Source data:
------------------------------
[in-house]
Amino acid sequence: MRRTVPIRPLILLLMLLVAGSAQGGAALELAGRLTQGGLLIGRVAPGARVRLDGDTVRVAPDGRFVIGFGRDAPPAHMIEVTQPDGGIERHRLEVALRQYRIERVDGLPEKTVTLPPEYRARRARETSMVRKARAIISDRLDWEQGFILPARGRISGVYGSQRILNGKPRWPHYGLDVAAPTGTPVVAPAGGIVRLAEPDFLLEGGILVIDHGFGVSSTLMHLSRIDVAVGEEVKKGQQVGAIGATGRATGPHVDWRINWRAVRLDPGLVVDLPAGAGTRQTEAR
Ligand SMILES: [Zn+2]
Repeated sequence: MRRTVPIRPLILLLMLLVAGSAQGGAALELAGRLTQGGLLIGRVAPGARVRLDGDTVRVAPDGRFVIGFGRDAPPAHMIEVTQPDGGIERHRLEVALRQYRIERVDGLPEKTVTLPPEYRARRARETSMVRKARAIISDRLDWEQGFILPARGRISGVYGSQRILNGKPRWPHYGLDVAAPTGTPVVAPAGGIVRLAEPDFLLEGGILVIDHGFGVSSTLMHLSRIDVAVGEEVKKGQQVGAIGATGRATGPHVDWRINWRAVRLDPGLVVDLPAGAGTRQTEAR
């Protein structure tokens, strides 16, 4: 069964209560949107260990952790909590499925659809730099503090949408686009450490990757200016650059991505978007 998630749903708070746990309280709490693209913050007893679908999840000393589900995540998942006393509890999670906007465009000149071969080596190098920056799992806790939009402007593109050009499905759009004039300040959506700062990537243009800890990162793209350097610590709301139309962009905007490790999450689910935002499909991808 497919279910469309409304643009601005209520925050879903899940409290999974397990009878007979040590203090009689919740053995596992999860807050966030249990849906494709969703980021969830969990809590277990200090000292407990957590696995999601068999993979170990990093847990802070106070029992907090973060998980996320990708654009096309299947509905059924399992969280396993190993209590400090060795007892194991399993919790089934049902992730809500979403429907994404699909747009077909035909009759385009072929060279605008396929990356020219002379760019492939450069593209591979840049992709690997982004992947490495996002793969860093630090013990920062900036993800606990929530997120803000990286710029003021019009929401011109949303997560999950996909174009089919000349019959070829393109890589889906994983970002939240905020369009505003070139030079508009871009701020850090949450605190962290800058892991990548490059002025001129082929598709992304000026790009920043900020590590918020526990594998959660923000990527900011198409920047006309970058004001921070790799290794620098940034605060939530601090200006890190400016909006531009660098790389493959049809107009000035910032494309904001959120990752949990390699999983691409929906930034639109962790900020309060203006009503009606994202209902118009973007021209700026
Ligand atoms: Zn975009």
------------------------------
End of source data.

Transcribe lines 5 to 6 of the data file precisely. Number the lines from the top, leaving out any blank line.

């Protein structure tokens, strides 16, 4: 069964209560949107260990952790909590499925659809730099503090949408686009450490990757200016650059991505978007 998630749903708070746990309280709490693209913050007893679908999840000393589900995540998942006393509890999670906007465009000149071969080596190098920056799992806790939009402007593109050009499905759009004039300040959506700062990537243009800890990162793209350097610590709301139309962009905007490790999450689910935002499909991808 497919279910469309409304643009601005209520925050879903899940409290999974397990009878007979040590203090009689919740053995596992999860807050966030249990849906494709969703980021969830969990809590277990200090000292407990957590696995999601068999993979170990990093847990802070106070029992907090973060998980996320990708654009096309299947509905059924399992969280396993190993209590400090060795007892194991399993919790089934049902992730809500979403429907994404699909747009077909035909009759385009072929060279605008396929990356020219002379760019492939450069593209591979840049992709690997982004992947490495996002793969860093630090013990920062900036993800606990929530997120803000990286710029003021019009929401011109949303997560999950996909174009089919000349019959070829393109890589889906994983970002939240905020369009505003070139030079508009871009701020850090949450605190962290800058892991990548490059002025001129082929598709992304000026790009920043900020590590918020526990594998959660923000990527900011198409920047006309970058004001921070790799290794620098940034605060939530601090200006890190400016909006531009660098790389493959049809107009000035910032494309904001959120990752949990390699999983691409929906930034639109962790900020309060203006009503009606994202209902118009973007021209700026
Ligand atoms: Zn975009």